Flight ended in Indian Ocean, no survivors, says Malaysia
The Malaysia Airlines flight that went missing March 8 with 239 people on board ended in the southern Indian Ocean and there is no hope of any survivors, Malaysian authorities announced Monday.
Addressing a press conference here Monday, Prime Minister Najib Razak said that British investigators from its Air Accidents Investigation Branch (AAIB) have confirmed that the Malaysia Airlines "flight MH370 ended in the southern Indian Ocean".
"They (AAIB representatives) informed me that Inmarsat, the UK company that provided the satellite data which indicated the northern and southern corridors, has been performing further calculations on the data. Using a type of analysis never before used in an investigation of this sort, they have been able to shed more light on MH370's flight path," Razak said.
"Based on their new analysis, Inmarsat and the AAIB have concluded that MH370 flew along the southern corridor, and that its last position was in the middle of the Indian Ocean, west of Perth," he added.
Stating that it was a remote location, far from any possible landing sites, Razak said: "It is therefore with deep sadness and regret that I must inform you that, according to this new data, flight MH370 ended in the southern Indian Ocean."
The flight MH370 vanished mysteriously about an hour after taking off from Kuala Lumpur shortly after midnight March 8.
The plane was scheduled to land in Beijing at 6.30 a.m. the same day. The 226 passengers on board included five Indians, 154 Chinese and 38 Malaysians.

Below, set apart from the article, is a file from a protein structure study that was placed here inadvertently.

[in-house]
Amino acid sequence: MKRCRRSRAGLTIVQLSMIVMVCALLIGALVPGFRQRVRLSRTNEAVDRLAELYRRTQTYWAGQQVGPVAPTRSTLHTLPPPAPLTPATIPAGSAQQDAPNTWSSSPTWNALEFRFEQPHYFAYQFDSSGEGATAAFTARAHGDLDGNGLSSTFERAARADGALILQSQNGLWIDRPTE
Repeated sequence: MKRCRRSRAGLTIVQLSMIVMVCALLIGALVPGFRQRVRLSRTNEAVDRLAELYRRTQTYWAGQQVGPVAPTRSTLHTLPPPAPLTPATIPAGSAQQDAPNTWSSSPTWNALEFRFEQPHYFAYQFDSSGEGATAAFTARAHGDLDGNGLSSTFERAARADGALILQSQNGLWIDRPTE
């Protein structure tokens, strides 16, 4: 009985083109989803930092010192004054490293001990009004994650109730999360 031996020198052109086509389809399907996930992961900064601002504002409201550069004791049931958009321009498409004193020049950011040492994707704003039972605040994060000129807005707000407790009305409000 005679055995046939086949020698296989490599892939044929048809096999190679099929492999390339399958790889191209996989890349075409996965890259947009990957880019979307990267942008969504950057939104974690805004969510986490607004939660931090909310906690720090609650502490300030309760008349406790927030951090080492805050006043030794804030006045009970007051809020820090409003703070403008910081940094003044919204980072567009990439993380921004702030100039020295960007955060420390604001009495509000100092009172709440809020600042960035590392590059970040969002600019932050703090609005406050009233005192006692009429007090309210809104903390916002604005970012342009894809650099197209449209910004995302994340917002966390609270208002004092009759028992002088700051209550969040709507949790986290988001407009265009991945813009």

The Boeing 777-200ER was initially presumed to have crashed off the Vietnamese coast in the South China Sea
Contact with the plane was lost along with its radar signal at 1.40 a.m. when it was flying over the air traffic control area of Ho Chi Minh City, Vietnam.
The passenger manifesto named the five Indians aboard as Vinod Koelkar, Chetana Koelkar, Swanand Koelkar, Chandrika Sharma and Kranti Shirsath.
Razak said Monday that another press conference would be held Tuesday in which further details would be shared.
"We share this information out of a commitment to openness and respect for the families, two principles which have guided this investigation," he said.
Malaysia Airlines, in a statement to the relatives of all those on board, stated: "We deeply regret that we have to assume beyond any reasonable doubt that MH370 has been lost and that none of those on board have survived... we must now accept all evidence suggests the plane went down in the Southern Indian Ocean."
The airline statement came after relatives of the Chinese passengers in Beijing were called to the second floor of the Lido Hotel for an emergency meeting, the South China Morning Post reported.
According to the report, paramedics attended the scene and screaming was heard from behind closed doors.
The report also said that relatives of passengers in Kuala Lumpur were likely to be flown to Perth, 2,500 km southwest of where the multinational search operation was now being concentrated.
In a message on its website, the Malaysia Airlines said that "our prayers go out to all the loved ones of the 226 passengers and of our 13 friends and colleagues (the plane's crew) at this enormously painful time".
"We know there are no words that we or anyone else can say which can ease your pain. We will continue to provide assistance and support to you, as we have done since MH370 first disappeared in the early hours of March 8, while flying from Kuala Lumpur to Beijing."
It, however, stated that the ongoing multinational search operation would continue, "as we seek answers to the questions which remain".
"Alongside the search for MH370, there is an intensive investigation, which we hope will also provide answers," it added.
(Posted on 24-03-2014)